The Slim Shady LP at 20: Read Our 1999 Interview With Eminem
We interviewed Eminem for the May 1999 issue of Spin. In honor of the 25-year anniversary of 'The Slim Shady LP,' we're republishing it here.
Charles Aaron’s interview with Eminem first appeared in the May 1999 issue of Spin.
Give this kid a magazine rack, because he’s got a lot of issues. For starters, there’s race (he’s the “corny-lookin’ white boy” who got his lunch money stolen at his inner-city school and never forgot), drugs (he’s well acquainted with mushrooms, weed, etc.), and women (he envisions his mom as a drug addict with no breasts, fantasizes about murdering his baby’s mother, and advises a husband to cut off the head of his adulterous wife). For 23-year-old Marshall Mathers, a.k.a. Eminem, a.k.a. Slim Shady, whose major-label debut, The Slim Shady LP, is the shocker pop-hit of 1999 (entering the Billboard 200 at No. 2 with more than 280,000 first-week sales), life is a bitch who needs to die, now! He’s so angry his “dance” song features a line about Kurt Cobain committing suicide. But by outrageously spoofing every fear every parent ever had about his/her child, the album also defies any pat answer as to why this runty dude is so pissed off. And it implicitly ridicules anybody who tries to label his music as either “positive” or “negative.”
Less than a year ago, Eminem was a little-known, if nastily skilled, MC from Detroit, with only an independently released album and EP to his name. Now, after hooking up with Dr. Dre (he’ll soon appear on Dre’s Chronic 2000 album), he’s been known to give shout-outs to Interscope boss Jimmy Iovine onstage. Since early ’99, MN has been endlessly rotating the uproarious video for his single “My Name Is,” in which Eminem impersonates Marilyn Manson and Bill Clinton, as well as a publicity bit featuring Missy Elliott and Dre giving the rapper props (Interscope also bought commercial time to play the video during Howard Stern’s Saturday night CBS TV show). He’s getting spins on hip-hop radio stations, extremely rare for a white artist, and is even recording a song for Limp Bizkit’s new album. All those years he spent fighting for his right to be white finally paid off.
Spin: From listening to your album, you get the impression that your childhood was pretty much a living hell. What was it really like?
Eminem: I was born in Kansas City, and my dad left when I was five or six months old. Then when I was five we moved to a real bad part of Detroit. I was getting beat up a lot, so we moved back to K.C., then back to Detroit again when I was 11. My mother couldn’t afford to raise me, but then she had my little brother, so when we moved back to Michigan, we were just staying wherever we could, with my grandmother or whatever family would put us up. I know my mother tried to do the best she could, but I was bounced around so much—it seemed like we moved every two or three months. I’d go to, like, six different schools in one year. We were on welfare, and my mom never ever worked. I’m not trying to give some sob story, like, “Oh, I’ve been broke all my life,” but people who know me know it’s true. There were times when friends had to buy me fuckin’ shoes! I was poor white trash, no glitter, no glamour, but I’m not ashamed of anything.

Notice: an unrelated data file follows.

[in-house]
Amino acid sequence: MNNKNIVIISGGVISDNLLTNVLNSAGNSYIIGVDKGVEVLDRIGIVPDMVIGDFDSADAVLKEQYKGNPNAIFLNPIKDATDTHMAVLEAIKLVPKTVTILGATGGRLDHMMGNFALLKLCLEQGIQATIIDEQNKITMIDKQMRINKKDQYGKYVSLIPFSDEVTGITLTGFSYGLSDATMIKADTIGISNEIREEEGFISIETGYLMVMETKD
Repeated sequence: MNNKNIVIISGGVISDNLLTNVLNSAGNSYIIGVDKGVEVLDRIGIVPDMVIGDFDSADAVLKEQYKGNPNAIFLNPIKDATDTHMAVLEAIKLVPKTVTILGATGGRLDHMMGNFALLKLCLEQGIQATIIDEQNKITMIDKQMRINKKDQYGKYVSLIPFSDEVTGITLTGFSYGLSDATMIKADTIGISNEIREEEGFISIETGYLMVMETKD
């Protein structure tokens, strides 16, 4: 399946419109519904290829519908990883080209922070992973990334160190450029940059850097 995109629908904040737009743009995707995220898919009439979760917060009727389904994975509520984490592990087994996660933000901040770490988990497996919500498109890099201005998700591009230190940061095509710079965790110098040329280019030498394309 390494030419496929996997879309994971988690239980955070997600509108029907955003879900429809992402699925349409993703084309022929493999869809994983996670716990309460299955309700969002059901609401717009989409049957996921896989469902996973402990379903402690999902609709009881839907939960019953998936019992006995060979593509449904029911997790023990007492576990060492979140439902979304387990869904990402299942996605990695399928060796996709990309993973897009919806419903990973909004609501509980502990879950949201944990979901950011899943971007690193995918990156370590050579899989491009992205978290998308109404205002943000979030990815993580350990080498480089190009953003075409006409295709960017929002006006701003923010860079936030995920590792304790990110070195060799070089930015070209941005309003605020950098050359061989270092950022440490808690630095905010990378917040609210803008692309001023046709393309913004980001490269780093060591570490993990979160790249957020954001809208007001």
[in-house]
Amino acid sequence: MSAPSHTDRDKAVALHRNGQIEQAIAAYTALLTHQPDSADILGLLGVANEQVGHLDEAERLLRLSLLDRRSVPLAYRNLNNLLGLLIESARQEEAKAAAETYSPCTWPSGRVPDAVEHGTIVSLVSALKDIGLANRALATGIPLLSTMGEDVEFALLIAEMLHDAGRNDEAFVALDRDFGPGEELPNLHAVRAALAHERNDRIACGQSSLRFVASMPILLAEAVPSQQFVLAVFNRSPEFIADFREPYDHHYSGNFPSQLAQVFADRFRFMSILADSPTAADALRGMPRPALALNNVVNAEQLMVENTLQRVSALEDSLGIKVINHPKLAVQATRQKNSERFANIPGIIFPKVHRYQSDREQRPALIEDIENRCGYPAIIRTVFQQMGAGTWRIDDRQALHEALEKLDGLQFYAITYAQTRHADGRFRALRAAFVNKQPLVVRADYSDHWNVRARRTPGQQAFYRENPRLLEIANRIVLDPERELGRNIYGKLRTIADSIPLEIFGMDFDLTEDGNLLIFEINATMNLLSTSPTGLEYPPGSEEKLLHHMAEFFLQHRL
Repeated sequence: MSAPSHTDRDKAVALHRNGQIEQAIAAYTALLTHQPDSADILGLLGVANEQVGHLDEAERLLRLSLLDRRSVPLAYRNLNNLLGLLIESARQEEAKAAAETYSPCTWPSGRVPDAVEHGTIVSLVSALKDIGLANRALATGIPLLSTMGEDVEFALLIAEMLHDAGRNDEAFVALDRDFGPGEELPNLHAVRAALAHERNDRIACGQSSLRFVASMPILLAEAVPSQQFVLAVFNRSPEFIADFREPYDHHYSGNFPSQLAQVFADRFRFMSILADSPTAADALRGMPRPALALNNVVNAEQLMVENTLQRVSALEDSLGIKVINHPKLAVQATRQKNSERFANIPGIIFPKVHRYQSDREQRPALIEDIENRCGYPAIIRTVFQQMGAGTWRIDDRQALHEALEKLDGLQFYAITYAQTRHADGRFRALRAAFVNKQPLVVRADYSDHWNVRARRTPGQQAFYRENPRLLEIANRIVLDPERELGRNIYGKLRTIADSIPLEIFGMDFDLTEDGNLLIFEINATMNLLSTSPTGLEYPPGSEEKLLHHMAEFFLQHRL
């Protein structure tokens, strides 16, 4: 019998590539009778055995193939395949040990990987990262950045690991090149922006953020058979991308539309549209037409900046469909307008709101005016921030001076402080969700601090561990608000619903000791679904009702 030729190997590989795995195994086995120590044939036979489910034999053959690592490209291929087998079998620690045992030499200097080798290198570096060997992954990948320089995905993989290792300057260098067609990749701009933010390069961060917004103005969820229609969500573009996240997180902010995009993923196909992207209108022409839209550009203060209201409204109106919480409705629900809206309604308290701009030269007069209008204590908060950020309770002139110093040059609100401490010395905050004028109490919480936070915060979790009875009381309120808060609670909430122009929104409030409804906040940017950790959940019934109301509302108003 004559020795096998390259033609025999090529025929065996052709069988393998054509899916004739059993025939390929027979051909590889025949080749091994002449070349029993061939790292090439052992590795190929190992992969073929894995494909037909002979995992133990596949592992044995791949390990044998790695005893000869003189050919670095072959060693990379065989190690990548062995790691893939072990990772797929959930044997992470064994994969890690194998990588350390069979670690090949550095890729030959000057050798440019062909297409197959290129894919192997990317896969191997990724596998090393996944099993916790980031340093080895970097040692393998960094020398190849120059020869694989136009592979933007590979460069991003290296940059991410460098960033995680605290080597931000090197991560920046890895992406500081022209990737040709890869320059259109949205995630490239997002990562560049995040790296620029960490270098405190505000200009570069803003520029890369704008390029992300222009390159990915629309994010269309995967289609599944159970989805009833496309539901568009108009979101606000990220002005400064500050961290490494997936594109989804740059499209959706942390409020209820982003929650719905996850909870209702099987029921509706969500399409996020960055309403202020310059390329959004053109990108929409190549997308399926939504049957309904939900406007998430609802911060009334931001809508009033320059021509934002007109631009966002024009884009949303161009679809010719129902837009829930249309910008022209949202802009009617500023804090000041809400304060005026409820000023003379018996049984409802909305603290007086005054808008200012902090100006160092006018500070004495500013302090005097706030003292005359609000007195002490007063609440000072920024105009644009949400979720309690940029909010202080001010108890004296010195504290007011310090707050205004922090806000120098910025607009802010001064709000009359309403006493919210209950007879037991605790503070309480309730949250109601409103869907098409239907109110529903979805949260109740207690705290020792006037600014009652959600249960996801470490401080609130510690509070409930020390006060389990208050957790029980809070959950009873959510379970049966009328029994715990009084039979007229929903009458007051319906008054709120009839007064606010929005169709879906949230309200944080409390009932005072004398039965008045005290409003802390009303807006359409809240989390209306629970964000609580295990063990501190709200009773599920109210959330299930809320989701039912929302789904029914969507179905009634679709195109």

These were mostly African-American neighborhoods where you grew up?
Yeah, near 8 Mile Road in Detroit, which separates the suburbs from the city. Almost all the blacks are on one side, and almost all the whites are on the other, but all the families nearby are low-income. We lived on the black side. Most of the time it was relatively cool, but I would get beat up sometimes when I’d walk around the neighborhood and kids didn’t know me. One day I got jumped by, like, six dudes for no reason. I also got shot at, and ended up running out of my shoes, crying. I was 15 years old and I didn’t know how to handle that shit.
Were most of your friends black?
When you’re a little kid, you don’t see color, and the fact that my friends were black never crossed my mind. It never became an issue until I was a teenager and started trying to rap. Then I’d notice that a lot of motherfuckers always had my back, but somebody always had to say to them, “Why you have to stick up for the white boy?”
When did you first get into hip-hop?
The first hip-hop shit I ever heard was that song “Reckless” from the Breakin’ soundtrack; my cousin played me the tape when I was, like, nine. There was this mixed school I went to in fifth grade, one with lots of Asian and black kids and everybody was into break dancing. They always had the latest rap tapes—the Fat Boys, L.L. Cool J’s Radio—and I thought it was the most incredible shit I’d ever heard.
What’d you think when you first heard the Beastie Boys?
That’s what really did it for me. I was like, “This shit is so dope!” That’s when I decided I wanted to rap. I’d hang out on the corner where kids would be rhyming, and when I tried to get in there, I’d get dissed. A little color issue developed, and as I got old enough to hit the clubs, it got really bad. I wasn’t that dope yet, but I knew I could rhyme, so I’d get on the open mics and shit, and a couple of times I was booed off the stage.
Your single (“My Name Is”) is getting played on both Modern Rock and Urban radio. Are you surprised at how quickly you’re being accepted?
Thing is, I’m not really a commercial rapper. My whole market, my whole steez, is through the underground; if those hip-hop heads love it, I’ll rise above. It’s like, you hardly ever hear a Wu-Tang song on the radio, but they rose from the underground on word of mouth.